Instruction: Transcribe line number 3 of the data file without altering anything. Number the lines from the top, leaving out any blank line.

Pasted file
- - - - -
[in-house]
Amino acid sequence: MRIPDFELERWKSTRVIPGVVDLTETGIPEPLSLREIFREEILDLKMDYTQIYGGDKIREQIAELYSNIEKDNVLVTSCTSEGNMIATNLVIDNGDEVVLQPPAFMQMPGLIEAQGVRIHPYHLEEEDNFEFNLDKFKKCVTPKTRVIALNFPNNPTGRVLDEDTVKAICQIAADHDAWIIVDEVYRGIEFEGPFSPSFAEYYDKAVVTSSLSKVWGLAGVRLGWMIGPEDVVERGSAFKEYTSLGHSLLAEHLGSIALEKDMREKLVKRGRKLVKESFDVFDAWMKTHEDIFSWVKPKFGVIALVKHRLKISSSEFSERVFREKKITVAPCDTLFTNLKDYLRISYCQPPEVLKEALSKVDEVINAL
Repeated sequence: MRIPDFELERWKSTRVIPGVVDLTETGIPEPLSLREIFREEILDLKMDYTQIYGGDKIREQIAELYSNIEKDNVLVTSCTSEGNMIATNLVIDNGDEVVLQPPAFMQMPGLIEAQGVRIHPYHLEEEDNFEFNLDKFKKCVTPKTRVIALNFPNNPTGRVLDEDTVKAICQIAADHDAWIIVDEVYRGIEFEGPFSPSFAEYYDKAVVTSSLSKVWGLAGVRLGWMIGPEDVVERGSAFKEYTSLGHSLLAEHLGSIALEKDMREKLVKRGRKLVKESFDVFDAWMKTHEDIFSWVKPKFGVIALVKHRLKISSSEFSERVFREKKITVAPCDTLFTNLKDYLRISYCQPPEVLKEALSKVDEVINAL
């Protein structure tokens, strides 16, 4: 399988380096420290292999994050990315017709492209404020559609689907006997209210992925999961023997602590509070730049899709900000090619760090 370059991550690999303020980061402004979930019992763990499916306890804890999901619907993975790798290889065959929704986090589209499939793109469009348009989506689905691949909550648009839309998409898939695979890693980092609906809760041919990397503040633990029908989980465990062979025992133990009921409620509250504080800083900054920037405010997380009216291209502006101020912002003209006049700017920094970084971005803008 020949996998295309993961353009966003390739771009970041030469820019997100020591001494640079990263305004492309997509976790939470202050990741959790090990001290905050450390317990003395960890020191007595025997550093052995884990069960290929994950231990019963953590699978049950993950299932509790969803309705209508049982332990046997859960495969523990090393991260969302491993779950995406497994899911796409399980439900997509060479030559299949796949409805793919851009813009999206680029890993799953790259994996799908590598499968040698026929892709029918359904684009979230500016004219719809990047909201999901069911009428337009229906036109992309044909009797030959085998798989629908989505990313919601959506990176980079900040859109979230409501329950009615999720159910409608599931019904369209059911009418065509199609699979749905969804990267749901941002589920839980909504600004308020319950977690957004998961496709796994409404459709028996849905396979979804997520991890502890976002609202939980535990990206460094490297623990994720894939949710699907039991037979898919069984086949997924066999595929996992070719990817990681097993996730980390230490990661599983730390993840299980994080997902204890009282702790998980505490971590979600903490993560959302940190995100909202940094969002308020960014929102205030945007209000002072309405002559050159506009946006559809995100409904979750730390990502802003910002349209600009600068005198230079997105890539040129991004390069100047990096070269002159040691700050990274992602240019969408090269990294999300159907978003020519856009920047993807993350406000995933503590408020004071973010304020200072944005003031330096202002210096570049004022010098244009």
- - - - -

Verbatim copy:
Repeated sequence: MRIPDFELERWKSTRVIPGVVDLTETGIPEPLSLREIFREEILDLKMDYTQIYGGDKIREQIAELYSNIEKDNVLVTSCTSEGNMIATNLVIDNGDEVVLQPPAFMQMPGLIEAQGVRIHPYHLEEEDNFEFNLDKFKKCVTPKTRVIALNFPNNPTGRVLDEDTVKAICQIAADHDAWIIVDEVYRGIEFEGPFSPSFAEYYDKAVVTSSLSKVWGLAGVRLGWMIGPEDVVERGSAFKEYTSLGHSLLAEHLGSIALEKDMREKLVKRGRKLVKESFDVFDAWMKTHEDIFSWVKPKFGVIALVKHRLKISSSEFSERVFREKKITVAPCDTLFTNLKDYLRISYCQPPEVLKEALSKVDEVINAL